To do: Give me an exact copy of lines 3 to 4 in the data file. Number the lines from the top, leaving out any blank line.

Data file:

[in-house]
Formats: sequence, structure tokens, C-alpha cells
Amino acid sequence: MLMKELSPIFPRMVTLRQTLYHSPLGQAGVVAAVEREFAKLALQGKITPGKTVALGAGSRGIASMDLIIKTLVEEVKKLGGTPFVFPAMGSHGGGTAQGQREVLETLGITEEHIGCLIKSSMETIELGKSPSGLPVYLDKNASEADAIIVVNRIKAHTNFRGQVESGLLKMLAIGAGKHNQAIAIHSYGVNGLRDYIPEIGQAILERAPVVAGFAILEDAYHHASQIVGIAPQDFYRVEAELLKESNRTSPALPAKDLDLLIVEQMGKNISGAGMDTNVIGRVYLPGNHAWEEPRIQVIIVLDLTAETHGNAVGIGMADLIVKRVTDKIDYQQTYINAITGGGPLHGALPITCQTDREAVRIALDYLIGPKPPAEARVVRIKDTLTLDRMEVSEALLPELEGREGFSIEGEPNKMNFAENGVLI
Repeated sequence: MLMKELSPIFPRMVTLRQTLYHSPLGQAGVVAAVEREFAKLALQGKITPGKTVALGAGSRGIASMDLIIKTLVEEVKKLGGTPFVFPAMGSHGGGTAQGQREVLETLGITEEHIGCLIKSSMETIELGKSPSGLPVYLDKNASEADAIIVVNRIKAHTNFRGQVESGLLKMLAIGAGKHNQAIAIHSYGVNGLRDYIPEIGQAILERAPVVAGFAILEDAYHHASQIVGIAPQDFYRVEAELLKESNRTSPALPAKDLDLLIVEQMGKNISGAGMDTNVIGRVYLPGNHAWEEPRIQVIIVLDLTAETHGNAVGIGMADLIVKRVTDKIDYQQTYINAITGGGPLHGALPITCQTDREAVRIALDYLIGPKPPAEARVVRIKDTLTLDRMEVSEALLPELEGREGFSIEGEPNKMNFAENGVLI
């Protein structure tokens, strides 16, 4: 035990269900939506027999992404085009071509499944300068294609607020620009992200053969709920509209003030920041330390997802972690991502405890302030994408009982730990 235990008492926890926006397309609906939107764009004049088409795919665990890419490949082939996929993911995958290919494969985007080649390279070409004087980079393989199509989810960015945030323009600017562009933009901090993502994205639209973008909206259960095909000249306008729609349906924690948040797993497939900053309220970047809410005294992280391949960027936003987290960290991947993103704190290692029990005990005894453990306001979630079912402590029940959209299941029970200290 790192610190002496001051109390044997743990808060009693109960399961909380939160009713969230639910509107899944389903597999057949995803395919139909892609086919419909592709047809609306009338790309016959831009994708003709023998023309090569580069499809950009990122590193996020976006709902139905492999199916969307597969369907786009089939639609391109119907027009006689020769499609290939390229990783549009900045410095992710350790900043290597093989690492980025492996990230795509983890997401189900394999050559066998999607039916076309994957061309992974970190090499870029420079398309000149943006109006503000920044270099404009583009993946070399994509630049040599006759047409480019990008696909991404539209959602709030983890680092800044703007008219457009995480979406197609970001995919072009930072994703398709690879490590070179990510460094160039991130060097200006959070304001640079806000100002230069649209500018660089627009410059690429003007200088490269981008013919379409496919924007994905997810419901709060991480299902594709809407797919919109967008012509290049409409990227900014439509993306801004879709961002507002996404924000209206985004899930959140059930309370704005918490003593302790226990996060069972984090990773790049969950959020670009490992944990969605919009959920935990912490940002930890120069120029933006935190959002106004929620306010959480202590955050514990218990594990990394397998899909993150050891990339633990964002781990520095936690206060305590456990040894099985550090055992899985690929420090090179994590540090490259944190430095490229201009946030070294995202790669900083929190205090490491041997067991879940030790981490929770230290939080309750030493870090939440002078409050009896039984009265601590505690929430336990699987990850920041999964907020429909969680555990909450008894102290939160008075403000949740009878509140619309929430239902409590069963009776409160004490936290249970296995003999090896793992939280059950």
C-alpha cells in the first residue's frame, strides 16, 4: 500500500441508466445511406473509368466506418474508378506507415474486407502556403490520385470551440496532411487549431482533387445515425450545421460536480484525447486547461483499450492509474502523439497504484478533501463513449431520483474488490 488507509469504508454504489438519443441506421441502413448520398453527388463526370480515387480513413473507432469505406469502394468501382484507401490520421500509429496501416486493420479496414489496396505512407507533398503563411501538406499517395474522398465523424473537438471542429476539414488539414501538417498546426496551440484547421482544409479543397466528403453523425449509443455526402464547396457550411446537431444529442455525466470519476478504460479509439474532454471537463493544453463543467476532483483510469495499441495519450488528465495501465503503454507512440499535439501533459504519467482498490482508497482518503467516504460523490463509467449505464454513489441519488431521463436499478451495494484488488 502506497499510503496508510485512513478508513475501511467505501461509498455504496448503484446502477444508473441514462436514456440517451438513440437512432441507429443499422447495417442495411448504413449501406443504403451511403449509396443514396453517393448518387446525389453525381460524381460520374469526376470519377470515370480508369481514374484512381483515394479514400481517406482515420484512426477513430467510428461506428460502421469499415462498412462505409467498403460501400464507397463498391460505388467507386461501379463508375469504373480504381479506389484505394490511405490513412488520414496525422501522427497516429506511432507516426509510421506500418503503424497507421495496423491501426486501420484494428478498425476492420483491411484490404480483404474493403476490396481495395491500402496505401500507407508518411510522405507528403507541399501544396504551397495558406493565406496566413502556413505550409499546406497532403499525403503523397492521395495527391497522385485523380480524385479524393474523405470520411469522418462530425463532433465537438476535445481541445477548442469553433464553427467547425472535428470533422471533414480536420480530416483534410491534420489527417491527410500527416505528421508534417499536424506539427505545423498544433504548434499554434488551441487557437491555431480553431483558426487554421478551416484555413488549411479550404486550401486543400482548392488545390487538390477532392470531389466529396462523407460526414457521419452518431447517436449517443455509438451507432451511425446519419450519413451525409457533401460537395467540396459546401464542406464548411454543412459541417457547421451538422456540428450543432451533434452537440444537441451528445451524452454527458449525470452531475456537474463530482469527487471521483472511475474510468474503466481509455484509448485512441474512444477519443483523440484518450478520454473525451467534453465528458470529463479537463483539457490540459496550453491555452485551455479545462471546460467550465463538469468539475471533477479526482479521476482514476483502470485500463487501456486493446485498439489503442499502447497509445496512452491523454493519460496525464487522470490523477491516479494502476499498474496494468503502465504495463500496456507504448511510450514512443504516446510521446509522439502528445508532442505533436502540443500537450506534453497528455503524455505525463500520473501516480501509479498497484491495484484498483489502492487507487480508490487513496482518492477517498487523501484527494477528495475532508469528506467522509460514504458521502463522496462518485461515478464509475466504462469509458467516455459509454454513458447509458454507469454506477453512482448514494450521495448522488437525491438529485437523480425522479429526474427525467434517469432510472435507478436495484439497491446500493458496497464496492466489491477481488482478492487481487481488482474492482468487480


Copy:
Amino acid sequence: MLMKELSPIFPRMVTLRQTLYHSPLGQAGVVAAVEREFAKLALQGKITPGKTVALGAGSRGIASMDLIIKTLVEEVKKLGGTPFVFPAMGSHGGGTAQGQREVLETLGITEEHIGCLIKSSMETIELGKSPSGLPVYLDKNASEADAIIVVNRIKAHTNFRGQVESGLLKMLAIGAGKHNQAIAIHSYGVNGLRDYIPEIGQAILERAPVVAGFAILEDAYHHASQIVGIAPQDFYRVEAELLKESNRTSPALPAKDLDLLIVEQMGKNISGAGMDTNVIGRVYLPGNHAWEEPRIQVIIVLDLTAETHGNAVGIGMADLIVKRVTDKIDYQQTYINAITGGGPLHGALPITCQTDREAVRIALDYLIGPKPPAEARVVRIKDTLTLDRMEVSEALLPELEGREGFSIEGEPNKMNFAENGVLI
Repeated sequence: MLMKELSPIFPRMVTLRQTLYHSPLGQAGVVAAVEREFAKLALQGKITPGKTVALGAGSRGIASMDLIIKTLVEEVKKLGGTPFVFPAMGSHGGGTAQGQREVLETLGITEEHIGCLIKSSMETIELGKSPSGLPVYLDKNASEADAIIVVNRIKAHTNFRGQVESGLLKMLAIGAGKHNQAIAIHSYGVNGLRDYIPEIGQAILERAPVVAGFAILEDAYHHASQIVGIAPQDFYRVEAELLKESNRTSPALPAKDLDLLIVEQMGKNISGAGMDTNVIGRVYLPGNHAWEEPRIQVIIVLDLTAETHGNAVGIGMADLIVKRVTDKIDYQQTYINAITGGGPLHGALPITCQTDREAVRIALDYLIGPKPPAEARVVRIKDTLTLDRMEVSEALLPELEGREGFSIEGEPNKMNFAENGVLI